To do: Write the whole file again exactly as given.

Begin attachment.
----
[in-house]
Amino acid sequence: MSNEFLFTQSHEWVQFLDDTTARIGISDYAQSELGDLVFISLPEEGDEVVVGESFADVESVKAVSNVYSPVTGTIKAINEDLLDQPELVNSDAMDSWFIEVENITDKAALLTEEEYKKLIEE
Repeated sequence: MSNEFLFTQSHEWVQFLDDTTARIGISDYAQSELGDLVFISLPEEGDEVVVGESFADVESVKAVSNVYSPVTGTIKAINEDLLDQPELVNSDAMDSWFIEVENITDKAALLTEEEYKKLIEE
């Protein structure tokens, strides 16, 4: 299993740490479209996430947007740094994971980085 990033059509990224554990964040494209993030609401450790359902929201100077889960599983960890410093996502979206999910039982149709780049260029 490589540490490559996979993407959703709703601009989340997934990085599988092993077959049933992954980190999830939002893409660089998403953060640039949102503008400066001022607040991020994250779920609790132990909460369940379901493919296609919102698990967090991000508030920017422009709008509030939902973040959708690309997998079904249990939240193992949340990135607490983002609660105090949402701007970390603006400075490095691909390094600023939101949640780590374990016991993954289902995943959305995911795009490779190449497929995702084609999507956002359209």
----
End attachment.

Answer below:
[in-house]
Amino acid sequence: MSNEFLFTQSHEWVQFLDDTTARIGISDYAQSELGDLVFISLPEEGDEVVVGESFADVESVKAVSNVYSPVTGTIKAINEDLLDQPELVNSDAMDSWFIEVENITDKAALLTEEEYKKLIEE
Repeated sequence: MSNEFLFTQSHEWVQFLDDTTARIGISDYAQSELGDLVFISLPEEGDEVVVGESFADVESVKAVSNVYSPVTGTIKAINEDLLDQPELVNSDAMDSWFIEVENITDKAALLTEEEYKKLIEE
């Protein structure tokens, strides 16, 4: 299993740490479209996430947007740094994971980085 990033059509990224554990964040494209993030609401450790359902929201100077889960599983960890410093996502979206999910039982149709780049260029 490589540490490559996979993407959703709703601009989340997934990085599988092993077959049933992954980190999830939002893409660089998403953060640039949102503008400066001022607040991020994250779920609790132990909460369940379901493919296609919102698990967090991000508030920017422009709008509030939902973040959708690309997998079904249990939240193992949340990135607490983002609660105090949402701007970390603006400075490095691909390094600023939101949640780590374990016991993954289902995943959305995911795009490779190449497929995702084609999507956002359209």